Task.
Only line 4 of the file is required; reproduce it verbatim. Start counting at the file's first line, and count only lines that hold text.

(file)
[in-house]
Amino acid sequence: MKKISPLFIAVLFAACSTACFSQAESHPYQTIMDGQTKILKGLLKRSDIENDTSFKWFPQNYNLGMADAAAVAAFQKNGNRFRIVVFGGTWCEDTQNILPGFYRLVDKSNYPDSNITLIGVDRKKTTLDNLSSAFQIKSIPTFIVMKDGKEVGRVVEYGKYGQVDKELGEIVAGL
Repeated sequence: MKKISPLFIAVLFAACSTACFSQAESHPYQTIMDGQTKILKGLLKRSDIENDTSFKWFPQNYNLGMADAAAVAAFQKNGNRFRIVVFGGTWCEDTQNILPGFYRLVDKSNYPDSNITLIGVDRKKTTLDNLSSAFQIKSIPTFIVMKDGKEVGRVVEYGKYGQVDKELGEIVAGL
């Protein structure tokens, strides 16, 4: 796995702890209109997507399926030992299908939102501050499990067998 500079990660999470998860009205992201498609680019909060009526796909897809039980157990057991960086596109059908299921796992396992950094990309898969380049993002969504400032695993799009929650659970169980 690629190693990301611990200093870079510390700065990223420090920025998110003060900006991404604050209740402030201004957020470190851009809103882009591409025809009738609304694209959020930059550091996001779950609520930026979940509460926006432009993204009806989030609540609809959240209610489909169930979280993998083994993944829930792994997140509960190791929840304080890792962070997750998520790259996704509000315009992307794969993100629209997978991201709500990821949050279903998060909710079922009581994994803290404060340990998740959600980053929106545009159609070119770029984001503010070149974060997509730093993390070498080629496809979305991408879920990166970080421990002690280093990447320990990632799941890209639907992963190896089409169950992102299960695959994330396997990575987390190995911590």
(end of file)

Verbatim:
């Protein structure tokens, strides 16, 4: 796995702890209109997507399926030992299908939102501050499990067998 500079990660999470998860009205992201498609680019909060009526796909897809039980157990057991960086596109059908299921796992396992950094990309898969380049993002969504400032695993799009929650659970169980 690629190693990301611990200093870079510390700065990223420090920025998110003060900006991404604050209740402030201004957020470190851009809103882009591409025809009738609304694209959020930059550091996001779950609520930026979940509460926006432009993204009806989030609540609809959240209610489909169930979280993998083994993944829930792994997140509960190791929840304080890792962070997750998520790259996704509000315009992307794969993100629209997978991201709500990821949050279903998060909710079922009581994994803290404060340990998740959600980053929106545009159609070119770029984001503010070149974060997509730093993390070498080629496809979305991408879920990166970080421990002690280093990447320990990632799941890209639907992963190896089409169950992102299960695959994330396997990575987390190995911590």